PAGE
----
Loving the least of these

Have you ever faced a situation, and thought, “I don’t know what to do!!”?  You pray and seek out the counsel of the Holy Spirit, ready to obediently respond, if only you knew what that obedience looked like.  Sometimes we can feel like that even in the simple day-to-day details of life.  We want desperately to live a life of sacrifice, obedience and purpose as a response to the grace we’ve received from Christ.  But what does that actually mean?  How does one do so?

Our starting place for answering these questions must be in God’s word.  And even more specifically, we’ve got to understand God’s character and core values, and act accordingly.  So if you’re not sure what to do or how to respond, line up your decisions and behavior with Who God says He is.

For example, you can’t help but see God’s care and concern for the least of these in society – the orphans, widows and aliens.  Caring for the least of these isn’t a mandate to a select few in society.  It isn’t the job of a government or social service agency.  It is a command that we all should heed, and it’s even used as a measuring stick for the reality and authenticity of our faith.

    Religion that God our Father accepts as pure and faultless is this: to look after orphans and widows in their distress and to keep oneself from being polluted by the world.  James 1:27

We are all called to care for orphans.  For some of us, that means growing our family through adoption.  For others, it may mean supporting others financially who are going through the adoption process themselves. Our friends from Florida, Eric and Jenny Monier, are one such family in the process of adoption. They are adopting Daniel from Eastern Europe. Daniel will be incredibly blessed to be raised by the Monier family. Eric is a pastor at a church, Jenny homeschools her other children, and Daniel’s three brothers excitedly wait for their new brother.

Adoption is not an inexpensive venture. The costs and expenses are significant. But so too is the precious life of a child. And Daniel who has Down Syndrome is extra special. Children with special needs, like Daniel, are typically committed to mental institutions for life at the age of four. Because the Monier family has committed to his adoption, he has been allowed to temporarily stay at his current baby orphanage. However, his future health and welfare is contingent on him coming home quickly to be loved by a family. Just today a little boy, not all that different from Daniel, passed away waiting for his forever family.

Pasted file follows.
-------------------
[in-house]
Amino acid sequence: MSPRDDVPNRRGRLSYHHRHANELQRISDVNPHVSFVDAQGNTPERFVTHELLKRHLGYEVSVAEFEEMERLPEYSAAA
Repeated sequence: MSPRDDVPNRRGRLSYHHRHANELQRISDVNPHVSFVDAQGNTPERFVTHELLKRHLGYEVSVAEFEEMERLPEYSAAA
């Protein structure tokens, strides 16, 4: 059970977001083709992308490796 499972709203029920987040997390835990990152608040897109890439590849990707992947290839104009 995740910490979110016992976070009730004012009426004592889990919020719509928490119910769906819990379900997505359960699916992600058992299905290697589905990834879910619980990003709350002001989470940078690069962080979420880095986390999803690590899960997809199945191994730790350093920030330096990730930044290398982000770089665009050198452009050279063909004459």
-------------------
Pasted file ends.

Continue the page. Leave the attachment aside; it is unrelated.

Jenny and Eric Monier are currently raising the funds for their adoption and have a wonderful giveaway for an Amazon Kindle. By donating to their adoption funds, you earn entries into the April 25th drawing for a brand-new Kindle. Before you stop reading, and think, “money is really tight right now, otherwise I’d help”, take a minute to think about your last 24 hours. What money did you spend? And on what? It seems that even when money is tight, we still manage to buy a coffee on the way to work, eat out for lunch, or pickup a new scarf at the store.

Take just a minute to head over to Jenny’s blog and read about this giveaway. You can play a role in helping Daniel have a chance at life with a family. If you rejoice in your own adoption as a child of God, shouldn’t you consider helping with another adoption of someone equally as deserving?  And if you’re interested in pursuing adoption of special children like Daniel, be sure to check out Reece’s Rainbow Adoption Ministry – you just might find your next son or daughter and fall in love!

My prayer for myself, and each one of you, is that we would be faithful to live out the truths of Micah 6:8.

    He has shown you, O mortal, what is good.
    And what does the LORD require of you?
    To act justly and to love mercy
    and to walk humbly with your God.
  • Wow….thank you so much for writing such a poignant blog entry and advocating for our little man. Eric and I are so grateful to have been a part of your family’s life (even if only for 2 weeks); to be able to really see what adoption is like. Two words seem inadequate to express my gratitude.